Archive for April, 2011

M2M: Dumb Modem or Intelligent Device?

Wednesday, April 6th, 2011

Integrated M2M

Choosing the wireless module for a machine-to-machine (M2M) project is a critical part of the design process with competing trade-offs: technology, cost, familiarity, and certification to name a few. Another increasingly important factor involves selecting between a “dumb modem” and an “intelligent device.”

Traditionally, M2M communication devices consisted of two components: a host processor and a modem. The host processor executes the application software while the modem handles the communications. In a small cellular system, the host might be an 8-bit micro-controller coupled with a “dumb”  modem from Sierra Wireless, Telit, CINTERION, etc. Together, they would communicate using AT commands over a serial port.

Over time, the modem vendors sought to differentiate themselves, expanding their products and bringing more value to the table. Today, most have a number of digital inputs and outputs, analog inputs, memory, flash and various peripherals. Many also include a programming language and APIs so you can develop your application directly on the module — transforming it from a “dumb modem” to an “intelligent device.”

By eliminating the host processor and support peripherals, the design can be simplified. A simpler design usually means lower costs — less engineering time, faster time to market and shorter BOM. The software design may be easier too, since the need to communicate via AT commands over a serial port disappears.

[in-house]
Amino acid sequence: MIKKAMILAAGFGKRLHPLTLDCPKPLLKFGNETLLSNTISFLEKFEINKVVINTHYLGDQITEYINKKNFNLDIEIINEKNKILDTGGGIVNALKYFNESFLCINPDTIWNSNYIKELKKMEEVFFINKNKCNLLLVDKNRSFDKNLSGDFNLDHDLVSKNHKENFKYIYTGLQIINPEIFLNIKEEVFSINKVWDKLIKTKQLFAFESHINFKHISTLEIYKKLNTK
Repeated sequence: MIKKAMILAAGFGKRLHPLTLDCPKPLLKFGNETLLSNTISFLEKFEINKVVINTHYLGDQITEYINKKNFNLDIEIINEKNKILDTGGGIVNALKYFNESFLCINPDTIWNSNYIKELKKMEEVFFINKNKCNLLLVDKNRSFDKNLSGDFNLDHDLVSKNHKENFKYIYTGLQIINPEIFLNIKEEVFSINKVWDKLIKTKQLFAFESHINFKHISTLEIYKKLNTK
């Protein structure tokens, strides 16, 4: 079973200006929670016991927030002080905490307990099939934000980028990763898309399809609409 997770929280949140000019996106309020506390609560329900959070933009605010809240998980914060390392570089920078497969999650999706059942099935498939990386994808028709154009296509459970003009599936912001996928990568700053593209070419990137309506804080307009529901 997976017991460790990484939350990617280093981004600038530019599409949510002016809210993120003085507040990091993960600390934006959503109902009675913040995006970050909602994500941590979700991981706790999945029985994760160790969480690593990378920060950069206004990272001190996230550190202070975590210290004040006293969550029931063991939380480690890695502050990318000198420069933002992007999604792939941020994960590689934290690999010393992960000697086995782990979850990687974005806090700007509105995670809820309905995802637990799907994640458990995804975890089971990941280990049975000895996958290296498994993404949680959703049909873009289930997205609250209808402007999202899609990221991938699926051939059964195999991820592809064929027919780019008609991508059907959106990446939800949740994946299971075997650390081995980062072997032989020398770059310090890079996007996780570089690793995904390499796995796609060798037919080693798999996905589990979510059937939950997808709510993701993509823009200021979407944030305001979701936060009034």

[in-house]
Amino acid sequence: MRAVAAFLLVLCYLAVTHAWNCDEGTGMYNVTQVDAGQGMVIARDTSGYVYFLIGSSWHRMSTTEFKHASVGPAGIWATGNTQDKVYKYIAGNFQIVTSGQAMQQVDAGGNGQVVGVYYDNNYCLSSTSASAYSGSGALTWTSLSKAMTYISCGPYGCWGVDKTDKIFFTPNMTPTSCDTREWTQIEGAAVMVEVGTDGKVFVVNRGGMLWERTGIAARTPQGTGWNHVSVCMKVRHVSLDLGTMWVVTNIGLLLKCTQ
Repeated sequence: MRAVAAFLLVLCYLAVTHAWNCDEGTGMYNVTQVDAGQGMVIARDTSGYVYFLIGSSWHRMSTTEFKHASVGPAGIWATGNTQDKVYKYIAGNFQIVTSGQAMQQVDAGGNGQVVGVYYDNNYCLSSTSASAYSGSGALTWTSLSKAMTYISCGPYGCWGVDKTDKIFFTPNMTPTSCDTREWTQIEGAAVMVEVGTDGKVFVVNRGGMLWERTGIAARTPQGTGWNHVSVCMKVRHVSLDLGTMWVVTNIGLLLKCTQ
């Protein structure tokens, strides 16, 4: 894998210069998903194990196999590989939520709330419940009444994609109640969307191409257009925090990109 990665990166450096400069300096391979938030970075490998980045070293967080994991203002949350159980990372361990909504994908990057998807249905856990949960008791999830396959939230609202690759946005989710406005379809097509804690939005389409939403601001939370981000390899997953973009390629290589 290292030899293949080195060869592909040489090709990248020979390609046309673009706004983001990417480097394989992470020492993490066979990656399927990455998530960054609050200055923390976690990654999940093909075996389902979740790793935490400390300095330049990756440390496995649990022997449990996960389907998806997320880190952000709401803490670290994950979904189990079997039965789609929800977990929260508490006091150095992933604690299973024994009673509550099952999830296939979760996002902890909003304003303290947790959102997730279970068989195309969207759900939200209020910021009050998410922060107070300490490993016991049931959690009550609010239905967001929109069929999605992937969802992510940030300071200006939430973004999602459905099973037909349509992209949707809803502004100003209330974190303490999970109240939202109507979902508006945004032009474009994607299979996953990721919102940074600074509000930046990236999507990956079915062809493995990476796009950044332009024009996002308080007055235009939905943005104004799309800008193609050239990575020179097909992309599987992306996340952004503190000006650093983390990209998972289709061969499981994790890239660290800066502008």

Product managers and engineers point out that an integrated approach will “lock-in” the module vendor making it  difficult to replace the module with another vendor’s offering. Even selecting a new technology from the same vendor can cause problems. For example, a GSM and CDMA module may be pin-compatible but lack firmware making them software compatible. Manufactures face component end-of-life all the time and manage the life-cycle of their design. M2M vendors understand the long-term nature of M2M products and work diligently to provide long-term availability and compatibility.

At Llamawerx, we’ve helped clients navigate these decisions before in diverse industries like security, vehicle tracking and monitoring. By successfully building and deploying thousands of units based on Sierra Wireless’ Open AT technology, we’ve proven the integrated approach works.

To learn more about specific technologies in the Llamawerx tool chest, visit or contact us at